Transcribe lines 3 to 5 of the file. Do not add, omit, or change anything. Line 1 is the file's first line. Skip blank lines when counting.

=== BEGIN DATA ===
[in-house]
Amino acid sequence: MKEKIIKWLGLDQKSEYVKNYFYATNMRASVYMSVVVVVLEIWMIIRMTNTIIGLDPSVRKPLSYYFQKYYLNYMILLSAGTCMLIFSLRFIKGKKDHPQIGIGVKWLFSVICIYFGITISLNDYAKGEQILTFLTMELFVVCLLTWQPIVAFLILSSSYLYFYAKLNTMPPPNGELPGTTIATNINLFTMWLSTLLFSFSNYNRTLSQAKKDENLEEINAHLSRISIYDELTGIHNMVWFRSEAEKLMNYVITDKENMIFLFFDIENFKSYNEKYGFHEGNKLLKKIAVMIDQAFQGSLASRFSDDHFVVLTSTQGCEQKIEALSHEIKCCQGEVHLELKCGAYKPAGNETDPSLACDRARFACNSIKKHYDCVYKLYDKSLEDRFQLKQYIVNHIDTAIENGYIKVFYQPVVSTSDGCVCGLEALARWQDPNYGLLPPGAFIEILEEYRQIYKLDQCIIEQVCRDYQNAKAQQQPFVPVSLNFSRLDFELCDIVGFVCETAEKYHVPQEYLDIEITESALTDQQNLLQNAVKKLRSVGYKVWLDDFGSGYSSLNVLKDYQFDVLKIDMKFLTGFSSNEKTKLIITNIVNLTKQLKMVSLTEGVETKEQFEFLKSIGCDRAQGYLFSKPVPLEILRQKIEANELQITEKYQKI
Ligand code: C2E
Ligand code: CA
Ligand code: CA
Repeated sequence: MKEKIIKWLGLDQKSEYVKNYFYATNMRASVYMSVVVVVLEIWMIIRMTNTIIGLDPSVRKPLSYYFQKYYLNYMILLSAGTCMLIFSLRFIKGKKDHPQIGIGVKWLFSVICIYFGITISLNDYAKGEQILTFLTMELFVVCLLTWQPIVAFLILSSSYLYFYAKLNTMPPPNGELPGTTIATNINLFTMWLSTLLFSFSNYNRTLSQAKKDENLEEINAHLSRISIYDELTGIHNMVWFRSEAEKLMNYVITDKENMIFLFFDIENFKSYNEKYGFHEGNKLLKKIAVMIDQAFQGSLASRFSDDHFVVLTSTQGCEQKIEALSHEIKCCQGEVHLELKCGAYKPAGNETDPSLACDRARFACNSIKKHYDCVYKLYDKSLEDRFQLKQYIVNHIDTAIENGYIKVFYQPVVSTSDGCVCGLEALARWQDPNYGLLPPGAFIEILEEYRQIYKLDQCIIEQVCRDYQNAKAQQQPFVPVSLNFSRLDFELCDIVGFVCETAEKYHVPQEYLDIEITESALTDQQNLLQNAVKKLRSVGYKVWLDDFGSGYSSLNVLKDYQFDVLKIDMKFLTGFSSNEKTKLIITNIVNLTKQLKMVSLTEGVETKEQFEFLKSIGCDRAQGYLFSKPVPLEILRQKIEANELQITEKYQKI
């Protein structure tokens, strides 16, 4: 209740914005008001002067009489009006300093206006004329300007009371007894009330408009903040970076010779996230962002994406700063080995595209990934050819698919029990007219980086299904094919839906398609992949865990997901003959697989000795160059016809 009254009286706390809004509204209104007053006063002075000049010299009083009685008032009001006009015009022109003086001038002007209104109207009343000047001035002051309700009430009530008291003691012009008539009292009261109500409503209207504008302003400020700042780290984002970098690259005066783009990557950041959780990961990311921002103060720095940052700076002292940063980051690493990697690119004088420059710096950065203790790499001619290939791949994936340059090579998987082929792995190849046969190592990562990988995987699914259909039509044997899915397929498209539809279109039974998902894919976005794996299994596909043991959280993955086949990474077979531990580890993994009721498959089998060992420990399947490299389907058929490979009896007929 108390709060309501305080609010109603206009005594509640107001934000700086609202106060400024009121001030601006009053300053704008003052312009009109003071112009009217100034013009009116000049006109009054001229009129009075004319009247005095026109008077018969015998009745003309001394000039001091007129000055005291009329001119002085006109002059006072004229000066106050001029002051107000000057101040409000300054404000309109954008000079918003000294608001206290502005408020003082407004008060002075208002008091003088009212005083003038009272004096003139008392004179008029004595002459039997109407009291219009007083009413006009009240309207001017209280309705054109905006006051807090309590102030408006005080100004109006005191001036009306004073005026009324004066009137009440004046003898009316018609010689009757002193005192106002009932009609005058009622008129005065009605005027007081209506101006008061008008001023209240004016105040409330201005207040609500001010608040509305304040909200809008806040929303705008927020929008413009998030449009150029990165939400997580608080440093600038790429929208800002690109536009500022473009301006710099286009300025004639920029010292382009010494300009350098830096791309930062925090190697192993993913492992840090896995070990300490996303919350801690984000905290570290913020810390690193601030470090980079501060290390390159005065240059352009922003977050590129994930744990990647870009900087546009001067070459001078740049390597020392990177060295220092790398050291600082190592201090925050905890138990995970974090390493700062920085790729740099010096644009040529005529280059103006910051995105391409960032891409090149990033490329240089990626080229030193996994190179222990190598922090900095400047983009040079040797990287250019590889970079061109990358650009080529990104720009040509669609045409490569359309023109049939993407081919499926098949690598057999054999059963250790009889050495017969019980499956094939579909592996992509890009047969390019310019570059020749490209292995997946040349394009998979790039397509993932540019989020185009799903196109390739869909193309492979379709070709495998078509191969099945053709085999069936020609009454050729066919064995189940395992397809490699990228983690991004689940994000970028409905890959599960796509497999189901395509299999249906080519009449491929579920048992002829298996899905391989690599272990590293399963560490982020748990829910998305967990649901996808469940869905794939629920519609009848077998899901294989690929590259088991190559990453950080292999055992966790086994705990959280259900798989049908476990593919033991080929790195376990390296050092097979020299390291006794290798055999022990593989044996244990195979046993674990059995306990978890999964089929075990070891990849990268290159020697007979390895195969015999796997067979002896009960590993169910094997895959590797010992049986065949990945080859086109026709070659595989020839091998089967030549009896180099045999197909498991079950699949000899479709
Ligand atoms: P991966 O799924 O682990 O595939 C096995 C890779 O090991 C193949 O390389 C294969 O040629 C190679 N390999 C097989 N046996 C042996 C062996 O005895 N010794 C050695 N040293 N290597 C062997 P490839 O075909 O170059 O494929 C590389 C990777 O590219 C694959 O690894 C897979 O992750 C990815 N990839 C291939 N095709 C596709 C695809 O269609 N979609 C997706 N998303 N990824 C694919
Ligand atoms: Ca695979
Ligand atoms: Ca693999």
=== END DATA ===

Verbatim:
Ligand code: C2E
Ligand code: CA
Ligand code: CA